Journal of Business Ethics 86 (2):199-209 (2009)

College cheating represents a major ethical problem facing students and educators, especially in colleges of business. The current study surveys 666 business students in three universities to examine potential determinants of cheating perceptions. Anti-intellectualism refers to a student's negative view of the value and importance of intellectual pursuits and critical thinking. Academic selfefficacy refers to a student's belief in one's ability to accomplish an academic task. As hypothesized, students high in anti-intellectualism attitudes and those with low academic self-efficacy were least likely to perceive college cheating as unethical. Considering that college cheating has been found as a predictor of workplace cheating, the results urge business instructors to reduce anti-intellectualism among students and to encourage them to put forth their best efforts. The results also serve employers by focusing attention on these two psychological variables during the hiring and promotion processes.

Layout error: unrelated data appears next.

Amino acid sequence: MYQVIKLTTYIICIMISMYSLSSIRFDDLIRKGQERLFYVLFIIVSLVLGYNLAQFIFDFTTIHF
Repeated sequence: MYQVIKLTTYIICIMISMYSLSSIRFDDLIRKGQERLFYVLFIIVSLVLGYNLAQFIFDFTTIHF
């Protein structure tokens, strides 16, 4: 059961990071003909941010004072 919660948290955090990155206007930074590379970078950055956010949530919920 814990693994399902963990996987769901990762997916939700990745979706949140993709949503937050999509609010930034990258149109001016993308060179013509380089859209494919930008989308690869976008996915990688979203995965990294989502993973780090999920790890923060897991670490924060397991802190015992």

Keywords Philosophy   Quality of Life Research   Management/Business for Professionals   Economic Growth   Ethics
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DOI 10.1007/s10551-008-9843-8
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